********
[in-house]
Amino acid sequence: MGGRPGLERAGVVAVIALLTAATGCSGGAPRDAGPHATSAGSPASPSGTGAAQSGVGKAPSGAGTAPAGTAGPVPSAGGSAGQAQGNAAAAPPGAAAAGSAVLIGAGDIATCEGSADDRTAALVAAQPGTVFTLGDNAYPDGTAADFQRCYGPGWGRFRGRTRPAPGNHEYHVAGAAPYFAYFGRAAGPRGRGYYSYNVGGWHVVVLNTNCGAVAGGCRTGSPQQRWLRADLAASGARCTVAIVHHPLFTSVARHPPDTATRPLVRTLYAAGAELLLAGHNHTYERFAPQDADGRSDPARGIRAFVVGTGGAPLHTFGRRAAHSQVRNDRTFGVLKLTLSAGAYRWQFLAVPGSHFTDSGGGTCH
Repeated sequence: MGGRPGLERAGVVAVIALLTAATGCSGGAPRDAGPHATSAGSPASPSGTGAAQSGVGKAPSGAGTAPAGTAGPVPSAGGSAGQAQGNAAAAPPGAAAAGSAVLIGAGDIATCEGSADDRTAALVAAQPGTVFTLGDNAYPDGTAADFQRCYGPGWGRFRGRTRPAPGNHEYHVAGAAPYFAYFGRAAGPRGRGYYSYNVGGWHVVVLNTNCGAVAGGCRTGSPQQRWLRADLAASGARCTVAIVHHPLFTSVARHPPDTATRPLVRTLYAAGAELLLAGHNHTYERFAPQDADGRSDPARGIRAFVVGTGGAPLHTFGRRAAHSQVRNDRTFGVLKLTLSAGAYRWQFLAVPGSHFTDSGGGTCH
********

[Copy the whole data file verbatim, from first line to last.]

[in-house]
Amino acid sequence: MGGRPGLERAGVVAVIALLTAATGCSGGAPRDAGPHATSAGSPASPSGTGAAQSGVGKAPSGAGTAPAGTAGPVPSAGGSAGQAQGNAAAAPPGAAAAGSAVLIGAGDIATCEGSADDRTAALVAAQPGTVFTLGDNAYPDGTAADFQRCYGPGWGRFRGRTRPAPGNHEYHVAGAAPYFAYFGRAAGPRGRGYYSYNVGGWHVVVLNTNCGAVAGGCRTGSPQQRWLRADLAASGARCTVAIVHHPLFTSVARHPPDTATRPLVRTLYAAGAELLLAGHNHTYERFAPQDADGRSDPARGIRAFVVGTGGAPLHTFGRRAAHSQVRNDRTFGVLKLTLSAGAYRWQFLAVPGSHFTDSGGGTCH
Repeated sequence: MGGRPGLERAGVVAVIALLTAATGCSGGAPRDAGPHATSAGSPASPSGTGAAQSGVGKAPSGAGTAPAGTAGPVPSAGGSAGQAQGNAAAAPPGAAAAGSAVLIGAGDIATCEGSADDRTAALVAAQPGTVFTLGDNAYPDGTAADFQRCYGPGWGRFRGRTRPAPGNHEYHVAGAAPYFAYFGRAAGPRGRGYYSYNVGGWHVVVLNTNCGAVAGGCRTGSPQQRWLRADLAASGARCTVAIVHHPLFTSVARHPPDTATRPLVRTLYAAGAELLLAGHNHTYERFAPQDADGRSDPARGIRAFVVGTGGAPLHTFGRRAAHSQVRNDRTFGVLKLTLSAGAYRWQFLAVPGSHFTDSGGGTCH